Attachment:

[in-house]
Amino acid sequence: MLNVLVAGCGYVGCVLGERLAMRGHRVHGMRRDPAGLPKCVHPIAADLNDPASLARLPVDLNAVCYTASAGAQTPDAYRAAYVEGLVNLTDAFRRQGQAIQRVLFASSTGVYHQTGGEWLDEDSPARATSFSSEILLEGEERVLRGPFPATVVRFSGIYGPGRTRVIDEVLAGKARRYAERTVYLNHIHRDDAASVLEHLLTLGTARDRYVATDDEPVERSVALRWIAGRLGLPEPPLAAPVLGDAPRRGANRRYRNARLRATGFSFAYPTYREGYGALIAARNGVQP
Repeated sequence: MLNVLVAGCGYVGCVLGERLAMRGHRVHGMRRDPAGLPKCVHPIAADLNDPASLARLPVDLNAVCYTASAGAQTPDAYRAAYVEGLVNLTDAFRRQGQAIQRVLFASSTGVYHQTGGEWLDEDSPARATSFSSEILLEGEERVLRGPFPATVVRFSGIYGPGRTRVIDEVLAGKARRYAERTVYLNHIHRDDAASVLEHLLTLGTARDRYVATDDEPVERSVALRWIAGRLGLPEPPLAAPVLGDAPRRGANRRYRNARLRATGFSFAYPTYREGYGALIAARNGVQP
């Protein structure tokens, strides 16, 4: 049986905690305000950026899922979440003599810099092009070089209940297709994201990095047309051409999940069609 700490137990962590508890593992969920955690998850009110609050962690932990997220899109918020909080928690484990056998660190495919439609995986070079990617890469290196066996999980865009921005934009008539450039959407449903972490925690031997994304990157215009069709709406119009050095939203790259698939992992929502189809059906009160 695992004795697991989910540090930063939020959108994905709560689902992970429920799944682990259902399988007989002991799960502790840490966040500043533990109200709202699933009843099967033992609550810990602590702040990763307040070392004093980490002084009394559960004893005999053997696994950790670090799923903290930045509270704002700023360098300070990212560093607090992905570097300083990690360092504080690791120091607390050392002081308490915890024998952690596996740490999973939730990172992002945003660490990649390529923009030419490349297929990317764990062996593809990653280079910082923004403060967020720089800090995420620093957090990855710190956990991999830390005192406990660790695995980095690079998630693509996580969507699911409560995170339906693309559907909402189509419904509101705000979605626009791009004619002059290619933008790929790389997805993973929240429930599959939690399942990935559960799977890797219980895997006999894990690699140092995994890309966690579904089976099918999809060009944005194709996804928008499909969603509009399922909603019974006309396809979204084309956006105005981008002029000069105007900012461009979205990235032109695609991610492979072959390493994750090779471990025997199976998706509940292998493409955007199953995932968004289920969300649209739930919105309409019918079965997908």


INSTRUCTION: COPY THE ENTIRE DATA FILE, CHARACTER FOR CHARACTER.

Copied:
[in-house]
Amino acid sequence: MLNVLVAGCGYVGCVLGERLAMRGHRVHGMRRDPAGLPKCVHPIAADLNDPASLARLPVDLNAVCYTASAGAQTPDAYRAAYVEGLVNLTDAFRRQGQAIQRVLFASSTGVYHQTGGEWLDEDSPARATSFSSEILLEGEERVLRGPFPATVVRFSGIYGPGRTRVIDEVLAGKARRYAERTVYLNHIHRDDAASVLEHLLTLGTARDRYVATDDEPVERSVALRWIAGRLGLPEPPLAAPVLGDAPRRGANRRYRNARLRATGFSFAYPTYREGYGALIAARNGVQP
Repeated sequence: MLNVLVAGCGYVGCVLGERLAMRGHRVHGMRRDPAGLPKCVHPIAADLNDPASLARLPVDLNAVCYTASAGAQTPDAYRAAYVEGLVNLTDAFRRQGQAIQRVLFASSTGVYHQTGGEWLDEDSPARATSFSSEILLEGEERVLRGPFPATVVRFSGIYGPGRTRVIDEVLAGKARRYAERTVYLNHIHRDDAASVLEHLLTLGTARDRYVATDDEPVERSVALRWIAGRLGLPEPPLAAPVLGDAPRRGANRRYRNARLRATGFSFAYPTYREGYGALIAARNGVQP
């Protein structure tokens, strides 16, 4: 049986905690305000950026899922979440003599810099092009070089209940297709994201990095047309051409999940069609 700490137990962590508890593992969920955690998850009110609050962690932990997220899109918020909080928690484990056998660190495919439609995986070079990617890469290196066996999980865009921005934009008539450039959407449903972490925690031997994304990157215009069709709406119009050095939203790259698939992992929502189809059906009160 695992004795697991989910540090930063939020959108994905709560689902992970429920799944682990259902399988007989002991799960502790840490966040500043533990109200709202699933009843099967033992609550810990602590702040990763307040070392004093980490002084009394559960004893005999053997696994950790670090799923903290930045509270704002700023360098300070990212560093607090992905570097300083990690360092504080690791120091607390050392002081308490915890024998952690596996740490999973939730990172992002945003660490990649390529923009030419490349297929990317764990062996593809990653280079910082923004403060967020720089800090995420620093957090990855710190956990991999830390005192406990660790695995980095690079998630693509996580969507699911409560995170339906693309559907909402189509419904509101705000979605626009791009004619002059290619933008790929790389997805993973929240429930599959939690399942990935559960799977890797219980895997006999894990690699140092995994890309966690579904089976099918999809060009944005194709996804928008499909969603509009399922909603019974006309396809979204084309956006105005981008002029000069105007900012461009979205990235032109695609991610492979072959390493994750090779471990025997199976998706509940292998493409955007199953995932968004289920969300649209739930919105309409019918079965997908």